So imagine my horror when I found myself sucked into a relay race during a sort of “field day” that was held by a former employer. All sorts of games had been planned, and I was happy to participate in anything that that pitted me against “the machine,” whatever it was. I’ll toss a football through a hula hoop, or add my weight to a tug-of war team. But ask me to participate in a relay race? No thank you. Unfortunately, someone from my work group spotted me when they were putting together a team for the balloon race. They were desperate for a fourth in the game that required contestants to race from Point A to Point B with a balloon pressed between their legs. If the balloon fell or popped, you (and your team) were disqualified. Somehow I allowed myself to be dragged onto the team.
Now, if you were to think about the worst position to be in during a relay race, you might think it would be with your team trailing, and you, the anchor, having to work like crazy to make up the difference. Well, I had the opposite. I was the anchor position on my team, but thanks to the nimble feet, speed and grace of my three teammates, we were leagues ahead of the others, probably a full lap. I was in a position where I couldn’t lose…unless I dropped or popped that blasted balloon, or just stopped and walked away. As the number three person on our team passed me the balloon, and I captured it between my legs, trying to apply enough pressure to keep it there but not break it, all I could think was, Don’t let it fall…don’t pop it…don’t let it fall…don’t pop it. I was so focused on not blowing the team’s lead that I tuned out everything around me━things like the bystanders laughing and urging me forward, screaming at me to Hurry up!!! I saw and heard them in some other part of my brain as I lumbered by but never realized that’s what they were saying, until something crashed into me from behind, and I saw a blur of something dark whiz by and cross the finish line about a step ahead of me. It was one of the young kids from the company, and he’d raced like crazy to beat me, and my team.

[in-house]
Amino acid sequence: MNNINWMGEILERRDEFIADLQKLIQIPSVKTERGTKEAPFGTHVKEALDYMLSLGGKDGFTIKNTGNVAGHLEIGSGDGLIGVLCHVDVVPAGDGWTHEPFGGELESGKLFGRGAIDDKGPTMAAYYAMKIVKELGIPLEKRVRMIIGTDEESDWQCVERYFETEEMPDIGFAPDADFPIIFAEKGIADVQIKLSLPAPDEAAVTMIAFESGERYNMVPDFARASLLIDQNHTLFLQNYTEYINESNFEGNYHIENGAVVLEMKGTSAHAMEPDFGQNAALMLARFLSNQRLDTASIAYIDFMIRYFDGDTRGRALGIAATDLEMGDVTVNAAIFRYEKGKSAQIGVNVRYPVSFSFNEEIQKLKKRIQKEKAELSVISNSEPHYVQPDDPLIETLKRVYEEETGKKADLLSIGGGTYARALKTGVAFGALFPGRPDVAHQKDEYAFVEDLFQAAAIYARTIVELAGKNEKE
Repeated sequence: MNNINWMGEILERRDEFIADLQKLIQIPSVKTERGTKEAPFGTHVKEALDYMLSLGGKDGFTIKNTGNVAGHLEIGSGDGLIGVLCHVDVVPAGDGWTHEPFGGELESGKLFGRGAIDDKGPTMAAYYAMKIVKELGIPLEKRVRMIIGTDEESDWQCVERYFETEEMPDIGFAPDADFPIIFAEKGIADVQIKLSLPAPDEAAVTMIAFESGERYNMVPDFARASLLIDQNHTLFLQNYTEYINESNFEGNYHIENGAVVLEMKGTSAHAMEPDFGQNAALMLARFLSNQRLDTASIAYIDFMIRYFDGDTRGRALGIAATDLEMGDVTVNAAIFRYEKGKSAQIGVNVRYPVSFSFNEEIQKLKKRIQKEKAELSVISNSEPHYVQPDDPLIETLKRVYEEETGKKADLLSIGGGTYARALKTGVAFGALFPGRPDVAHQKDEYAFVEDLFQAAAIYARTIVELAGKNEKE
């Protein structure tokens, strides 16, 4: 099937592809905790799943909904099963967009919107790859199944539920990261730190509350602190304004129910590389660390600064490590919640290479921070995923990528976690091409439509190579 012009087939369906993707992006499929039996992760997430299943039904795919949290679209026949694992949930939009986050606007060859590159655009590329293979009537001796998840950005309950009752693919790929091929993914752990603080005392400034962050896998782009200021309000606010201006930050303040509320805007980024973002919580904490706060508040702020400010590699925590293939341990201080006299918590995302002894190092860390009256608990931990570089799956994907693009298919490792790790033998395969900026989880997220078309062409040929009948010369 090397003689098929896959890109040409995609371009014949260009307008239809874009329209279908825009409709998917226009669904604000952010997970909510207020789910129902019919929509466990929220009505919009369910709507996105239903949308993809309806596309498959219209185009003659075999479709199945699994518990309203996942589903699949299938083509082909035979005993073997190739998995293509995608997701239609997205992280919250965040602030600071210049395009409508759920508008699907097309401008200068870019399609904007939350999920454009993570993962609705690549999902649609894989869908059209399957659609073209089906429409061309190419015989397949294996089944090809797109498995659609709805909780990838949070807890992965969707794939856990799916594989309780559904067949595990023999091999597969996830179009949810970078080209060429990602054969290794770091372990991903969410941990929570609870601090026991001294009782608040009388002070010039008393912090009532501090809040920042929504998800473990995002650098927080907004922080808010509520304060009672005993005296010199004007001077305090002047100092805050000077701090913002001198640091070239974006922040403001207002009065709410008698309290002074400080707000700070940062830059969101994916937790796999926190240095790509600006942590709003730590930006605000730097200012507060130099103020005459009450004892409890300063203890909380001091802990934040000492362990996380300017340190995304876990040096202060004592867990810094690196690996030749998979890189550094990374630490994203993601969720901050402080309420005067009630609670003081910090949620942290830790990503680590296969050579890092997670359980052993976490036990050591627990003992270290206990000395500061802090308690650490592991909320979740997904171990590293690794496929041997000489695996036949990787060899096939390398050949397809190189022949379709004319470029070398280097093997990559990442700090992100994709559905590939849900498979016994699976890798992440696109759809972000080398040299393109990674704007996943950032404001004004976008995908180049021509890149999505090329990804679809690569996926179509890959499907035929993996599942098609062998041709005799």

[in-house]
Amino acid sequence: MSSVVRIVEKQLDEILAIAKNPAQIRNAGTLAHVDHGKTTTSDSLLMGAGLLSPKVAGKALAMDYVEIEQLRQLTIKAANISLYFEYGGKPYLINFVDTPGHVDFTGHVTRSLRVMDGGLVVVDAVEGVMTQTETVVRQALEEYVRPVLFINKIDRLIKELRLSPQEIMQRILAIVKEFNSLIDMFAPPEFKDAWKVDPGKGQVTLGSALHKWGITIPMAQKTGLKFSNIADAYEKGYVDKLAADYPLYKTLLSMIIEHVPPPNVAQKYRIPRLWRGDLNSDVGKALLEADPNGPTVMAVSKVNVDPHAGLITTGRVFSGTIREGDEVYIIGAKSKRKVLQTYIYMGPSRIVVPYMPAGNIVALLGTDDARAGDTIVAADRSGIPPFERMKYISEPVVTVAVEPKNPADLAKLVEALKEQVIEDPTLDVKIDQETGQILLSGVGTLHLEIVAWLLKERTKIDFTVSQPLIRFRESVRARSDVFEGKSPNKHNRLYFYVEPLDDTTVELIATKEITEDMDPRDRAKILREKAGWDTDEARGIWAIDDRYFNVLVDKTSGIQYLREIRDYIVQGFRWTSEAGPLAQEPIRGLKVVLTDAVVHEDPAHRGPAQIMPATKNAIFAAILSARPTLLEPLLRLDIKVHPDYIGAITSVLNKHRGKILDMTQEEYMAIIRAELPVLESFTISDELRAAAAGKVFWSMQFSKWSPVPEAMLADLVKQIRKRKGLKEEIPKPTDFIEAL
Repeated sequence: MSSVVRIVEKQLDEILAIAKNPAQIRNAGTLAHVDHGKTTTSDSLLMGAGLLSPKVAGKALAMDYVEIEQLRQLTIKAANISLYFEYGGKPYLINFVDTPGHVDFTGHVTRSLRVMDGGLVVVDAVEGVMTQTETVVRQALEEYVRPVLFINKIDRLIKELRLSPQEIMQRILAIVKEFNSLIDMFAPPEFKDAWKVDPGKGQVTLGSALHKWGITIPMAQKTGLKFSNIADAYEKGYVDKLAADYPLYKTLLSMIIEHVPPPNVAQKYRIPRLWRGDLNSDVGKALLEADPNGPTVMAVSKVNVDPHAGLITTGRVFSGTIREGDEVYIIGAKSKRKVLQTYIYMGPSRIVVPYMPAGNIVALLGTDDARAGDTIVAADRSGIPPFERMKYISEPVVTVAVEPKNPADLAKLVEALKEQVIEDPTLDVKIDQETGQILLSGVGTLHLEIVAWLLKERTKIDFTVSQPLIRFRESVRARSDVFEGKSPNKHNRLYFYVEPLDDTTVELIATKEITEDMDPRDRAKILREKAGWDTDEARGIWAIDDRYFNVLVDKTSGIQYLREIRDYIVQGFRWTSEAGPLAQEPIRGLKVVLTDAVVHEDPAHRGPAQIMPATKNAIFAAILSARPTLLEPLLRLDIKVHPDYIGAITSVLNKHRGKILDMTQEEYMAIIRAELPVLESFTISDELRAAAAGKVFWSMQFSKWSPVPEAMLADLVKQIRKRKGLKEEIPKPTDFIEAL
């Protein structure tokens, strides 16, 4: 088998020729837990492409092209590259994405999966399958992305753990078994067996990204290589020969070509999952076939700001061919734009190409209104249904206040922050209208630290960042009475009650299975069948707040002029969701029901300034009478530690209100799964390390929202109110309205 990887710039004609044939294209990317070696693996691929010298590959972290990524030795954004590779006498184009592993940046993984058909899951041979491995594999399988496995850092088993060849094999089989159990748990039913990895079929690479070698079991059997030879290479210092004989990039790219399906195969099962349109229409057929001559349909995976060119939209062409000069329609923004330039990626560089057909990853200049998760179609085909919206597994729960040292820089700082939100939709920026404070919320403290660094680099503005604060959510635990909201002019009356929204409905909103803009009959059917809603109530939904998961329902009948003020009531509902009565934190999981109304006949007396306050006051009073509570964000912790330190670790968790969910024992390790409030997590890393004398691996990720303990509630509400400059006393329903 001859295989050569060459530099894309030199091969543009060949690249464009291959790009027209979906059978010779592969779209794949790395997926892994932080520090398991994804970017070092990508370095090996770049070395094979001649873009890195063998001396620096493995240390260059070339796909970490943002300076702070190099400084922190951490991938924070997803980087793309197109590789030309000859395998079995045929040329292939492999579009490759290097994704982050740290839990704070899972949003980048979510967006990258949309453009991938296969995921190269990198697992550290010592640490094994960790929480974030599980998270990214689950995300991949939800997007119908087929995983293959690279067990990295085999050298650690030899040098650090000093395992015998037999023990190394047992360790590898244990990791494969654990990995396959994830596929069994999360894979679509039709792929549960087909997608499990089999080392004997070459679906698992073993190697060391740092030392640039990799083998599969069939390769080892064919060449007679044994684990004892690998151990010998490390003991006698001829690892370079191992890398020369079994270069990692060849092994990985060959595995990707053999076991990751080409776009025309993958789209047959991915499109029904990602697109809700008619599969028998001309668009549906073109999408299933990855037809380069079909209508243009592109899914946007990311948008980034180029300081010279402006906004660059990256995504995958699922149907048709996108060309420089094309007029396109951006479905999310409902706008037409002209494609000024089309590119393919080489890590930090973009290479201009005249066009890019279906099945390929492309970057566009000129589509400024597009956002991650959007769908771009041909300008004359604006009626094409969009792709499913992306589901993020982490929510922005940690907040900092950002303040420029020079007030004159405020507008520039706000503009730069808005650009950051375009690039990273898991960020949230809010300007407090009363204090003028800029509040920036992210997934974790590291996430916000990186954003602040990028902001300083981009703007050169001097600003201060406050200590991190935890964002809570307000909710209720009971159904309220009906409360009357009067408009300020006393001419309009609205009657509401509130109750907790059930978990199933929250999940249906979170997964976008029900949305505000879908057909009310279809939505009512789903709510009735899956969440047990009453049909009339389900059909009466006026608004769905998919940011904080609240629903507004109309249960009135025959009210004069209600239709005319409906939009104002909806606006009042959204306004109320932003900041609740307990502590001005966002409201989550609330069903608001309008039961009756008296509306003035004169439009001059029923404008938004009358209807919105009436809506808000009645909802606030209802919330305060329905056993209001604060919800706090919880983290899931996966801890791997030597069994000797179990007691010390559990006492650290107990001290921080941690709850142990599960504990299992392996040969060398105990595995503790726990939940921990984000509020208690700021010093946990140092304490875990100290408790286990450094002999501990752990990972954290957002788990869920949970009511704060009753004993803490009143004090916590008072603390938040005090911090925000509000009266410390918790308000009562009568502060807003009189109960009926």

Talk about the agony of defeat.
It was gym class all over again, and the only thing I could think was that the kid was a jerk, that his need to win was so great that he had to go crashing into me and literally push me out of the way to win. I think I even voiced a couple bad words to several people who were standing there, a very uncharacteristic thing for me to do. (Usually the heavy cursing is a habit my characters might indulge in, but not me, especially at work.) I don’t think I even realized what I said until I saw the shock on their faces. My teammates weren’t angry with me for losing, but I hadn’t impressed anyone with my lack of grace in my moment of humiliation.
So no, I don’t have, nor do I understand, the competitive spirit, that need to be number one. But I do understand the need to be the best I can be, and I was far from my best that day. Somehow competition brought out the worst in me, and I decided then and there to not let myself get sucked in ever again.
I don’t know if I’m in the minority on the whole competition thing, but I do praise those who enjoy pitting themselves against each other for our entertainment, who have that drive to be number one. And I pray that they will find those to love who can support them and be by their sides, no matter what.
Rest in peace, Dan Wheldon. If heaven is anything like I imagine, there won’t be any fiery crashes ahead of you to keep you from your number one spot.